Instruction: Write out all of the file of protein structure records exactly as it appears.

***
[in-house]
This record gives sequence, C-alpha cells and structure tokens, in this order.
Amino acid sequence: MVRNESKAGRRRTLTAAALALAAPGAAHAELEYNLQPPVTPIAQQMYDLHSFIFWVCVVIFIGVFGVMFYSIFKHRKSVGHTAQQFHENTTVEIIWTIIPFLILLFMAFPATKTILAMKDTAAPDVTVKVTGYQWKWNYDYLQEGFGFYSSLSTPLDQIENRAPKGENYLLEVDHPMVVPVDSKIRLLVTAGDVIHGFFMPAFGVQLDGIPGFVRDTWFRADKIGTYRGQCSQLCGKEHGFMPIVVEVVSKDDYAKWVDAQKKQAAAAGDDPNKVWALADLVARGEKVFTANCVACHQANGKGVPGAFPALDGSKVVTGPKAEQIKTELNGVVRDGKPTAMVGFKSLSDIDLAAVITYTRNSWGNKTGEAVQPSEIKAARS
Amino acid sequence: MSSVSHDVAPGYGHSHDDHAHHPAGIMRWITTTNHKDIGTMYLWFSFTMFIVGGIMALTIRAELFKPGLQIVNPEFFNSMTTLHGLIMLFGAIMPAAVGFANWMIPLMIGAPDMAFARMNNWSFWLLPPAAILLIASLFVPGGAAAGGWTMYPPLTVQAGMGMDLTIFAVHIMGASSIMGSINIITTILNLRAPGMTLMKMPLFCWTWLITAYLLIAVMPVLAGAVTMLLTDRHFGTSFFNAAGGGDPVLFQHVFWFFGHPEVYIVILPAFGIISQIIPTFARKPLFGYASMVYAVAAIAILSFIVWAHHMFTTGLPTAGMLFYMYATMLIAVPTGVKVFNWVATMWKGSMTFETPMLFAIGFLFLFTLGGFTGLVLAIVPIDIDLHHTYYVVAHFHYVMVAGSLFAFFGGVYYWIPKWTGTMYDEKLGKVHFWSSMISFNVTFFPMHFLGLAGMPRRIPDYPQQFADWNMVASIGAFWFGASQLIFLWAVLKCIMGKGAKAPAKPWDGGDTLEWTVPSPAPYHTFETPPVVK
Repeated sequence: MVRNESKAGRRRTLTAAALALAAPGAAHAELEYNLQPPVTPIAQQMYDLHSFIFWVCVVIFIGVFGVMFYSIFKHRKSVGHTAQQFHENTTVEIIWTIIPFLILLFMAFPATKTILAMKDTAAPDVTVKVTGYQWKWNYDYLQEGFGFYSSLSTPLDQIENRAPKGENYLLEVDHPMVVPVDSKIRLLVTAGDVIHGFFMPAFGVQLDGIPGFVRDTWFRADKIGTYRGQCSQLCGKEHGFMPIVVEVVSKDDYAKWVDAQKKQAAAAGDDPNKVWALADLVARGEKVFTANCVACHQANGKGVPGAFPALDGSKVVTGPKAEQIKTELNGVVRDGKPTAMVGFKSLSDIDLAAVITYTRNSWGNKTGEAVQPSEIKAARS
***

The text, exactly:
[in-house]
This record gives sequence, C-alpha cells and structure tokens, in this order.
Amino acid sequence: MVRNESKAGRRRTLTAAALALAAPGAAHAELEYNLQPPVTPIAQQMYDLHSFIFWVCVVIFIGVFGVMFYSIFKHRKSVGHTAQQFHENTTVEIIWTIIPFLILLFMAFPATKTILAMKDTAAPDVTVKVTGYQWKWNYDYLQEGFGFYSSLSTPLDQIENRAPKGENYLLEVDHPMVVPVDSKIRLLVTAGDVIHGFFMPAFGVQLDGIPGFVRDTWFRADKIGTYRGQCSQLCGKEHGFMPIVVEVVSKDDYAKWVDAQKKQAAAAGDDPNKVWALADLVARGEKVFTANCVACHQANGKGVPGAFPALDGSKVVTGPKAEQIKTELNGVVRDGKPTAMVGFKSLSDIDLAAVITYTRNSWGNKTGEAVQPSEIKAARS
Amino acid sequence: MSSVSHDVAPGYGHSHDDHAHHPAGIMRWITTTNHKDIGTMYLWFSFTMFIVGGIMALTIRAELFKPGLQIVNPEFFNSMTTLHGLIMLFGAIMPAAVGFANWMIPLMIGAPDMAFARMNNWSFWLLPPAAILLIASLFVPGGAAAGGWTMYPPLTVQAGMGMDLTIFAVHIMGASSIMGSINIITTILNLRAPGMTLMKMPLFCWTWLITAYLLIAVMPVLAGAVTMLLTDRHFGTSFFNAAGGGDPVLFQHVFWFFGHPEVYIVILPAFGIISQIIPTFARKPLFGYASMVYAVAAIAILSFIVWAHHMFTTGLPTAGMLFYMYATMLIAVPTGVKVFNWVATMWKGSMTFETPMLFAIGFLFLFTLGGFTGLVLAIVPIDIDLHHTYYVVAHFHYVMVAGSLFAFFGGVYYWIPKWTGTMYDEKLGKVHFWSSMISFNVTFFPMHFLGLAGMPRRIPDYPQQFADWNMVASIGAFWFGASQLIFLWAVLKCIMGKGAKAPAKPWDGGDTLEWTVPSPAPYHTFETPPVVK
Repeated sequence: MVRNESKAGRRRTLTAAALALAAPGAAHAELEYNLQPPVTPIAQQMYDLHSFIFWVCVVIFIGVFGVMFYSIFKHRKSVGHTAQQFHENTTVEIIWTIIPFLILLFMAFPATKTILAMKDTAAPDVTVKVTGYQWKWNYDYLQEGFGFYSSLSTPLDQIENRAPKGENYLLEVDHPMVVPVDSKIRLLVTAGDVIHGFFMPAFGVQLDGIPGFVRDTWFRADKIGTYRGQCSQLCGKEHGFMPIVVEVVSKDDYAKWVDAQKKQAAAAGDDPNKVWALADLVARGEKVFTANCVACHQANGKGVPGAFPALDGSKVVTGPKAEQIKTELNGVVRDGKPTAMVGFKSLSDIDLAAVITYTRNSWGNKTGEAVQPSEIKAARS